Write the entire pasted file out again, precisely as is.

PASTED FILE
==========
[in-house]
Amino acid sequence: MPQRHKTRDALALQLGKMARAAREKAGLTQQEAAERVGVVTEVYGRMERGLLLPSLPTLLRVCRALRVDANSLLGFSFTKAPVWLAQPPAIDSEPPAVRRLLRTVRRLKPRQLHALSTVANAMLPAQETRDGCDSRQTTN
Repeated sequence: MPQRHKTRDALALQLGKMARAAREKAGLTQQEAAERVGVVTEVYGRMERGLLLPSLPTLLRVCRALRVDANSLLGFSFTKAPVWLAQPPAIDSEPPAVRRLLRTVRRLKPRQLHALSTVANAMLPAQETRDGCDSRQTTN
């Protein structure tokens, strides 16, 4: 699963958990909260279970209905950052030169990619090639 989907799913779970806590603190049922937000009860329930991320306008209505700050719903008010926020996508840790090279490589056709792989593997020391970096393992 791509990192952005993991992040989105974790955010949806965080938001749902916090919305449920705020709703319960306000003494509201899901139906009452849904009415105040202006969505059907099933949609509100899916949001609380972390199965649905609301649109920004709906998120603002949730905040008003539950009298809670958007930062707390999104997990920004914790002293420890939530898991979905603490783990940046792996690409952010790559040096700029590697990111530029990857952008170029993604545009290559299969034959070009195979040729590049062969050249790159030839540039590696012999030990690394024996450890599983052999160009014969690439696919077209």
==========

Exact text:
[in-house]
Amino acid sequence: MPQRHKTRDALALQLGKMARAAREKAGLTQQEAAERVGVVTEVYGRMERGLLLPSLPTLLRVCRALRVDANSLLGFSFTKAPVWLAQPPAIDSEPPAVRRLLRTVRRLKPRQLHALSTVANAMLPAQETRDGCDSRQTTN
Repeated sequence: MPQRHKTRDALALQLGKMARAAREKAGLTQQEAAERVGVVTEVYGRMERGLLLPSLPTLLRVCRALRVDANSLLGFSFTKAPVWLAQPPAIDSEPPAVRRLLRTVRRLKPRQLHALSTVANAMLPAQETRDGCDSRQTTN
């Protein structure tokens, strides 16, 4: 699963958990909260279970209905950052030169990619090639 989907799913779970806590603190049922937000009860329930991320306008209505700050719903008010926020996508840790090279490589056709792989593997020391970096393992 791509990192952005993991992040989105974790955010949806965080938001749902916090919305449920705020709703319960306000003494509201899901139906009452849904009415105040202006969505059907099933949609509100899916949001609380972390199965649905609301649109920004709906998120603002949730905040008003539950009298809670958007930062707390999104997990920004914790002293420890939530898991979905603490783990940046792996690409952010790559040096700029590697990111530029990857952008170029993604545009290559299969034959070009195979040729590049062969050249790159030839540039590696012999030990690394024996450890599983052999160009014969690439696919077209």